We all remember the bedtime story, The Little Engine that Could.  With hard work and perseverance, it pulls the train over the mountain to deliver the goods.

This week in the General Assembly, a train carrying a host of liquor code amendments made it out of one station, stopped to unload some combustible freight, but found it was already too late when it got to the next station, since there were a host of other vehicles were blocking its way.

Thus, nothing happened.  This was a good thing for beer distributors.

The combustible freight is a controversy surrounding a legal position being taken by the Pennsylvania Brewers Association.  They claim that sales by brewers at their taprooms, whether for on or off-premises consumption, are not subject to the Pennsylvania Sales Tax.  Their authority for this claim is a blog written by their lawyer, who claims to have a 3-year-old letter from the Department of Revenue.

In June, Revenue issued a bulletin saying their beer is taxable, but only at the “wholesale” price, unless they want to collect the full tax at the time of sale.   Enough people squawked, including the Brewers themselves, so the department suspended the ruling until July 1, 2019.

The liquor bill in question included an amendment to put this rule into law.  This was seen by most in the industry as preferential treatment, hitting each of their competitors in a somewhat different way, thereby creating a host of serious opposition. As one would predict, this caused the Senate to dump this provision before passing the bill and sending it to the House.  By the time the House received the bill after 9:30 p.m., it was winding down and looking forward to adjourning, thus not considering it.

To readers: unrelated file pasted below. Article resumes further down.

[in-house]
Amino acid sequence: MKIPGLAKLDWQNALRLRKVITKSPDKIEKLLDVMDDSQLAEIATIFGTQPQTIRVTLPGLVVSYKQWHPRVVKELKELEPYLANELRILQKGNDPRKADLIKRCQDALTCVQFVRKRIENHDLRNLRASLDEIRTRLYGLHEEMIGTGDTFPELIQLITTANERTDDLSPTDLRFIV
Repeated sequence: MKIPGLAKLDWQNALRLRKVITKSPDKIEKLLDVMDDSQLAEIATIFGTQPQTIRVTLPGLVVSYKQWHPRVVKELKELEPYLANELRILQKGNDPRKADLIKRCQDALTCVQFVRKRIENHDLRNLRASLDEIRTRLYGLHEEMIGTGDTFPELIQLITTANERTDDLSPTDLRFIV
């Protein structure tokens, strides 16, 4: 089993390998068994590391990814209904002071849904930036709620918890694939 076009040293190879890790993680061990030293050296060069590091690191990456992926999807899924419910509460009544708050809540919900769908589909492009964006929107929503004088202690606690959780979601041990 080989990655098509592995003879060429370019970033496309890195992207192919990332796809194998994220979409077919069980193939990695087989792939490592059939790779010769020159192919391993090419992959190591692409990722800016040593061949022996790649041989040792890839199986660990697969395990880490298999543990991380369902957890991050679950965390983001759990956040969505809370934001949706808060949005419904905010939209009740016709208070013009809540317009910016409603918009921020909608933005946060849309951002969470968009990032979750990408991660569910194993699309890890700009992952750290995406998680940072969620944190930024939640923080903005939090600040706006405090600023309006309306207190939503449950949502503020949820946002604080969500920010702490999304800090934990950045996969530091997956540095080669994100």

So what is the law?  Must they collect sales taxes?

If you believe the Brewers public statements, any one of them who is collecting sales tax on their products is taking money from customers, which, since they are tax exempt, their customers need not pay.  What do you call that?

On the other hand, if you believe those who argue that the products of brewers are, in fact, taxable, just as are the sales of all tangible property without a specific statutory exemption, then any seller not collecting that tax will, in the event of an audit, become subject to payment of the tax plus a substantial penalty.

What is as certain as things get in the Harrisburg political world is that the General Assembly is gone for the year.  Everyone expects them to be buckling down for a rough political ride at the polls on election day.